For a culture-based approach to surveillance, students start with the Core PARE Module in which soil is tested for the prevalence of live bacteria that are resistant to tetracycline and upload results to our database. From there, students in biosafety level 2-equipped laboratories can sub-culture resistant colonies and do further tests.
16S PCR from colony
Students choose a colony isolated from the core PARE module for tentative phylogenetic characterization. Genomic DNA is isolated and used in PCR reactions to amplify the 16S rRNA gene. Amplification results are confirmed by gel electrophoresis, the amplified DNA cleaned and sent for sequencing. Sequences are compared to those in the Ribosomal Database Project database to assign putative identity. Identity information is a critical early step to identify potential pathogens so this module is recommended prior to any future modules that require tetracycline-resistant colony sub-culturing.
This module was developed in collaboration with Dr. Brad Goodner, Hiram College.
Kirby-Bauer testing TcR isolates
Students assess colonies isolated in the core PARE module for resistance to other antibiotics using the Kirby-Bauer disk diffusion assay which relies on measurement of the zone of inhibition after microbial growth around an antibiotic impregnated filter disk. Since the Kirby-Bauer test is intended for use on isolates of known identity, it is strongly suggested that students perform 16S tentative identification on test isolates prior to this module.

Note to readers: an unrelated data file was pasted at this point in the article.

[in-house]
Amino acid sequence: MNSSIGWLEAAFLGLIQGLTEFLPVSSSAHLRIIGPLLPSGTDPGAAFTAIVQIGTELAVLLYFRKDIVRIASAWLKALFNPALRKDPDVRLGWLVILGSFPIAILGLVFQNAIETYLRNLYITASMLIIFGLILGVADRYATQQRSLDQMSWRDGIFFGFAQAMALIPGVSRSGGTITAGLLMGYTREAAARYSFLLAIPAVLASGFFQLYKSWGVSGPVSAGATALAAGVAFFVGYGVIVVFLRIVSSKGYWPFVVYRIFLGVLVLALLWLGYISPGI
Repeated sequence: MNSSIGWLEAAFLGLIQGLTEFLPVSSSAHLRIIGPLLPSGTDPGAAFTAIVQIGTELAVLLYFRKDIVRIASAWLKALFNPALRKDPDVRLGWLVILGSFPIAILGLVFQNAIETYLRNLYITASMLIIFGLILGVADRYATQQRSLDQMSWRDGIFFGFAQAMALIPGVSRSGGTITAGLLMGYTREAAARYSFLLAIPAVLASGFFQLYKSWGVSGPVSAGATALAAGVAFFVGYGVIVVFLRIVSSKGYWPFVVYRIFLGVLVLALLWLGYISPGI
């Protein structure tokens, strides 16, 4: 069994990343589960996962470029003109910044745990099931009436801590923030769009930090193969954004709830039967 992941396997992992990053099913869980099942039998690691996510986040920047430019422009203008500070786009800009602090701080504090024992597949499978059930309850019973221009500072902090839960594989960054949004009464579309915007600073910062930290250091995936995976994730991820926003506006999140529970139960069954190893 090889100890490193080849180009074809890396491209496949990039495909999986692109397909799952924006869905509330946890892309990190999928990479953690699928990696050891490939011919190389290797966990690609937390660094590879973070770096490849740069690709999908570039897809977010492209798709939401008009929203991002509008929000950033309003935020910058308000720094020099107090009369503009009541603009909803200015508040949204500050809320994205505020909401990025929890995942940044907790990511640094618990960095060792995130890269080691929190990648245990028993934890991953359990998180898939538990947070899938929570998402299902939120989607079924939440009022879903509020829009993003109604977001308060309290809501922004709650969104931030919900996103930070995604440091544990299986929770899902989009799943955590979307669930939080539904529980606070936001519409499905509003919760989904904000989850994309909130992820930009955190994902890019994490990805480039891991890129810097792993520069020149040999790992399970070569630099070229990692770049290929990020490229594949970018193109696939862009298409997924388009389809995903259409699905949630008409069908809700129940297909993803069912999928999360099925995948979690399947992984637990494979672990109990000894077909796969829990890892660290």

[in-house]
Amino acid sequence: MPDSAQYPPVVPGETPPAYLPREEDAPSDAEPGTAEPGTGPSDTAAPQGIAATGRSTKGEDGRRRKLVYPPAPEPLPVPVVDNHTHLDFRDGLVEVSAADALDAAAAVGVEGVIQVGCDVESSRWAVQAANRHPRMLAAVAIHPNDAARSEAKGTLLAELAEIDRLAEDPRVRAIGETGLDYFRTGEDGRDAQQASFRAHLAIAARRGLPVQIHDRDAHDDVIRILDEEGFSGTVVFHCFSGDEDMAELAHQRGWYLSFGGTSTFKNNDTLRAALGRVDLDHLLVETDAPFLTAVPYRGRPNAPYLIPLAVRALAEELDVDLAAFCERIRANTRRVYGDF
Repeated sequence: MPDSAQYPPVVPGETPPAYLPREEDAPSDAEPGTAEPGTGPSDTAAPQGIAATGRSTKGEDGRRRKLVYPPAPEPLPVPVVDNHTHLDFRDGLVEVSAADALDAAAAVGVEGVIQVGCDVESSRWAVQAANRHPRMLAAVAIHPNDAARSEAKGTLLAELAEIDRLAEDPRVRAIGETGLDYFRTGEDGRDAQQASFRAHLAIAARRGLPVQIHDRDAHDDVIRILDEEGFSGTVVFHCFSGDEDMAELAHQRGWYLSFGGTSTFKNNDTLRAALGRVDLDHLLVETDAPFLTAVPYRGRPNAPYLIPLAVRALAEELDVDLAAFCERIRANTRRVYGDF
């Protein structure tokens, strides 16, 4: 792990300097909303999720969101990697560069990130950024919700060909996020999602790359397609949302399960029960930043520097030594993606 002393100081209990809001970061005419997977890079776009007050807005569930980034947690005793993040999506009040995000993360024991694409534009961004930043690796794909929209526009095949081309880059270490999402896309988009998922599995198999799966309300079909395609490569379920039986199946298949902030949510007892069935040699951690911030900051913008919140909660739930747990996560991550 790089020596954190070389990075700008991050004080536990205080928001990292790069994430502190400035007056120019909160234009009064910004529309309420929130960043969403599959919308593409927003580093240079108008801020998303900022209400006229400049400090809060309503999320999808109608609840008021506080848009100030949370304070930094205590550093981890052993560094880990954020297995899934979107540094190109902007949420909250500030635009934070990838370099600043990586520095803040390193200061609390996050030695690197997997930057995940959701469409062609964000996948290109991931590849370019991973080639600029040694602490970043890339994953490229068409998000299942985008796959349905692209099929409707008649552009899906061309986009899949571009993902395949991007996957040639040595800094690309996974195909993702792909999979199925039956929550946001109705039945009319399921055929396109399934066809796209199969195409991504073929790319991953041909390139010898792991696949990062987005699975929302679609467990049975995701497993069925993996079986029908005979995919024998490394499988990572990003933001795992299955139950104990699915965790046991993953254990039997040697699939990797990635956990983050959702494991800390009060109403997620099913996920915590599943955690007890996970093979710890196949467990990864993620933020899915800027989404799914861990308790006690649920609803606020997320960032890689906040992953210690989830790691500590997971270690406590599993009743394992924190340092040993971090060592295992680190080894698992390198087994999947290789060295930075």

This module was developed in collaboration with Dr. Adam Kleinschmit, Dubuque University.
Isolation of TcR plasmid and transfer into E. coli
Students learn about the genetics of plasmid transfer by isolating plasmids from a tetracycline-resistant (TcR) colony identified in the Core PARE module and then attempting to transform a tetracyline-sensitive strain of E. coli using the plasmid preparation. There is no assurance that TcR is harbored on a plasmid or that the transformation will be successful, but this module provides a good opportunity to discuss horizontal transfer in bacteria and its role in transmission of antibiotic resistance.
This module was developed in collaboration with Dr. Jennifer Larson, Capital University.